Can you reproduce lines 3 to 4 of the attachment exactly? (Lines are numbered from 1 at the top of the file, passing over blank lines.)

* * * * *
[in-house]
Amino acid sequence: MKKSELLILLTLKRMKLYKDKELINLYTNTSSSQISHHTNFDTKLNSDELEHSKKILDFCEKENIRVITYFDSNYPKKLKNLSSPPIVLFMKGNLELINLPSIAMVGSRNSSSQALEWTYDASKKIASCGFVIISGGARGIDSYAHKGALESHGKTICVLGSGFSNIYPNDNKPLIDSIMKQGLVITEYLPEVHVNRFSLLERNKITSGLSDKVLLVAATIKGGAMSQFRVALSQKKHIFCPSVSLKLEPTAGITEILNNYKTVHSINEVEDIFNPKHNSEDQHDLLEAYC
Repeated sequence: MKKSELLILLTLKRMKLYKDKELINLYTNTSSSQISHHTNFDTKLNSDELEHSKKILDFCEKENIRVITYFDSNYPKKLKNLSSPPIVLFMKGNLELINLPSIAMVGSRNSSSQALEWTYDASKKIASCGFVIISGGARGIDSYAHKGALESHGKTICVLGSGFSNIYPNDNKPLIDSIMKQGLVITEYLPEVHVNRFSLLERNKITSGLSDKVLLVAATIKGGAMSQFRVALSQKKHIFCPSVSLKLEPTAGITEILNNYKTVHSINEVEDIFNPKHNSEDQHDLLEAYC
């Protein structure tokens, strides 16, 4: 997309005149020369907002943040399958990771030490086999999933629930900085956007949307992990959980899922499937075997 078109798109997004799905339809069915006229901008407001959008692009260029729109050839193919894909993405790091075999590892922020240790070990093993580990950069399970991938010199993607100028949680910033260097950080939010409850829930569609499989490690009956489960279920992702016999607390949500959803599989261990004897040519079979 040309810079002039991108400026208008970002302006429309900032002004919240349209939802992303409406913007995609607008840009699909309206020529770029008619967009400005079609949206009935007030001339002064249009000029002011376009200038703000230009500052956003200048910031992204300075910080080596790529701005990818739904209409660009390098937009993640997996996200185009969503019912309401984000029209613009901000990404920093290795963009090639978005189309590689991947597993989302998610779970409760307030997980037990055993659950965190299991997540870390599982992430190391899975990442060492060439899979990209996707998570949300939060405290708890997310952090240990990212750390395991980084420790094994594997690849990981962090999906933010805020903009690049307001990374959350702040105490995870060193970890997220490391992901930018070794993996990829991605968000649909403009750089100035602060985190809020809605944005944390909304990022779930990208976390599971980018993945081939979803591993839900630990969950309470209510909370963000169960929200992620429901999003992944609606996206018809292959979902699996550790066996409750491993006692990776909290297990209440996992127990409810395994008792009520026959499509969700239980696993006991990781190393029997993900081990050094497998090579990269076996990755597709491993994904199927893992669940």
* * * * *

Repeated sequence: MKKSELLILLTLKRMKLYKDKELINLYTNTSSSQISHHTNFDTKLNSDELEHSKKILDFCEKENIRVITYFDSNYPKKLKNLSSPPIVLFMKGNLELINLPSIAMVGSRNSSSQALEWTYDASKKIASCGFVIISGGARGIDSYAHKGALESHGKTICVLGSGFSNIYPNDNKPLIDSIMKQGLVITEYLPEVHVNRFSLLERNKITSGLSDKVLLVAATIKGGAMSQFRVALSQKKHIFCPSVSLKLEPTAGITEILNNYKTVHSINEVEDIFNPKHNSEDQHDLLEAYC
């Protein structure tokens, strides 16, 4: 997309005149020369907002943040399958990771030490086999999933629930900085956007949307992990959980899922499937075997 078109798109997004799905339809069915006229901008407001959008692009260029729109050839193919894909993405790091075999590892922020240790070990093993580990950069399970991938010199993607100028949680910033260097950080939010409850829930569609499989490690009956489960279920992702016999607390949500959803599989261990004897040519079979 040309810079002039991108400026208008970002302006429309900032002004919240349209939802992303409406913007995609607008840009699909309206020529770029008619967009400005079609949206009935007030001339002064249009000029002011376009200038703000230009500052956003200048910031992204300075910080080596790529701005990818739904209409660009390098937009993640997996996200185009969503019912309401984000029209613009901000990404920093290795963009090639978005189309590689991947597993989302998610779970409760307030997980037990055993659950965190299991997540870390599982992430190391899975990442060492060439899979990209996707998570949300939060405290708890997310952090240990990212750390395991980084420790094994594997690849990981962090999906933010805020903009690049307001990374959350702040105490995870060193970890997220490391992901930018070794993996990829991605968000649909403009750089100035602060985190809020809605944005944390909304990022779930990208976390599971980018993945081939979803591993839900630990969950309470209510909370963000169960929200992620429901999003992944609606996206018809292959979902699996550790066996409750491993006692990776909290297990209440996992127990409810395994008792009520026959499509969700239980696993006991990781190393029997993900081990050094497998090579990269076996990755597709491993994904199927893992669940």